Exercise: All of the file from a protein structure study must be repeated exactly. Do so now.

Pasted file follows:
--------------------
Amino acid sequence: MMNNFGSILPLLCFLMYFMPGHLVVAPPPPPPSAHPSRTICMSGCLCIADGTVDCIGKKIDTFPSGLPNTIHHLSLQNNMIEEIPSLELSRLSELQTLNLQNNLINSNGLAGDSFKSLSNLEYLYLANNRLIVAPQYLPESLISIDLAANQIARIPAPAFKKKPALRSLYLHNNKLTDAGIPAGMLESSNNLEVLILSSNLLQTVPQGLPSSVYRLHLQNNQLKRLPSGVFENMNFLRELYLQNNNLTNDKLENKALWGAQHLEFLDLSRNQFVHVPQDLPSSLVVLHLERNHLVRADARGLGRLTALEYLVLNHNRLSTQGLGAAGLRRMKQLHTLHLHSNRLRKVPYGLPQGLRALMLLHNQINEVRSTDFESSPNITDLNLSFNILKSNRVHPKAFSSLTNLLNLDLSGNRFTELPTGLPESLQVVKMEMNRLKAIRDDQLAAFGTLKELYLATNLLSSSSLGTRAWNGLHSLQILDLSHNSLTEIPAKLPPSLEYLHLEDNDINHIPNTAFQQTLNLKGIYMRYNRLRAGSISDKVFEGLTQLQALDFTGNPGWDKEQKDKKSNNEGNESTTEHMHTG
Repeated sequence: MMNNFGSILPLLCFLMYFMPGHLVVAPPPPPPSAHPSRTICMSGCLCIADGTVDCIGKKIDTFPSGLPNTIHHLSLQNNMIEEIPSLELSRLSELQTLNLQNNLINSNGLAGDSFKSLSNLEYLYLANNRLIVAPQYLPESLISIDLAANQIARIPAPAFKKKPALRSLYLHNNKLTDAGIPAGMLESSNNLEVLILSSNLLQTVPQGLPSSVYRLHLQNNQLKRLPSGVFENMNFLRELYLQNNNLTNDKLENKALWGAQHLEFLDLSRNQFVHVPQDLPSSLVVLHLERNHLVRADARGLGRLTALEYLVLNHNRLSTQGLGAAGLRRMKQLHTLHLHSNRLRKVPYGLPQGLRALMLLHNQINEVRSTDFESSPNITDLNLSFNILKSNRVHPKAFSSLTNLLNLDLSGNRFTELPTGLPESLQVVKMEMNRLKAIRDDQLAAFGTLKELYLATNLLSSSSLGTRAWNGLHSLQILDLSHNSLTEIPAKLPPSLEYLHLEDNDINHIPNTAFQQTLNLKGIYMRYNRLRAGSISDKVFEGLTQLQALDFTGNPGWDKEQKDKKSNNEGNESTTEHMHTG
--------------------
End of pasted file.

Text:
Amino acid sequence: MMNNFGSILPLLCFLMYFMPGHLVVAPPPPPPSAHPSRTICMSGCLCIADGTVDCIGKKIDTFPSGLPNTIHHLSLQNNMIEEIPSLELSRLSELQTLNLQNNLINSNGLAGDSFKSLSNLEYLYLANNRLIVAPQYLPESLISIDLAANQIARIPAPAFKKKPALRSLYLHNNKLTDAGIPAGMLESSNNLEVLILSSNLLQTVPQGLPSSVYRLHLQNNQLKRLPSGVFENMNFLRELYLQNNNLTNDKLENKALWGAQHLEFLDLSRNQFVHVPQDLPSSLVVLHLERNHLVRADARGLGRLTALEYLVLNHNRLSTQGLGAAGLRRMKQLHTLHLHSNRLRKVPYGLPQGLRALMLLHNQINEVRSTDFESSPNITDLNLSFNILKSNRVHPKAFSSLTNLLNLDLSGNRFTELPTGLPESLQVVKMEMNRLKAIRDDQLAAFGTLKELYLATNLLSSSSLGTRAWNGLHSLQILDLSHNSLTEIPAKLPPSLEYLHLEDNDINHIPNTAFQQTLNLKGIYMRYNRLRAGSISDKVFEGLTQLQALDFTGNPGWDKEQKDKKSNNEGNESTTEHMHTG
Repeated sequence: MMNNFGSILPLLCFLMYFMPGHLVVAPPPPPPSAHPSRTICMSGCLCIADGTVDCIGKKIDTFPSGLPNTIHHLSLQNNMIEEIPSLELSRLSELQTLNLQNNLINSNGLAGDSFKSLSNLEYLYLANNRLIVAPQYLPESLISIDLAANQIARIPAPAFKKKPALRSLYLHNNKLTDAGIPAGMLESSNNLEVLILSSNLLQTVPQGLPSSVYRLHLQNNQLKRLPSGVFENMNFLRELYLQNNNLTNDKLENKALWGAQHLEFLDLSRNQFVHVPQDLPSSLVVLHLERNHLVRADARGLGRLTALEYLVLNHNRLSTQGLGAAGLRRMKQLHTLHLHSNRLRKVPYGLPQGLRALMLLHNQINEVRSTDFESSPNITDLNLSFNILKSNRVHPKAFSSLTNLLNLDLSGNRFTELPTGLPESLQVVKMEMNRLKAIRDDQLAAFGTLKELYLATNLLSSSSLGTRAWNGLHSLQILDLSHNSLTEIPAKLPPSLEYLHLEDNDINHIPNTAFQQTLNLKGIYMRYNRLRAGSISDKVFEGLTQLQALDFTGNPGWDKEQKDKKSNNEGNESTTEHMHTG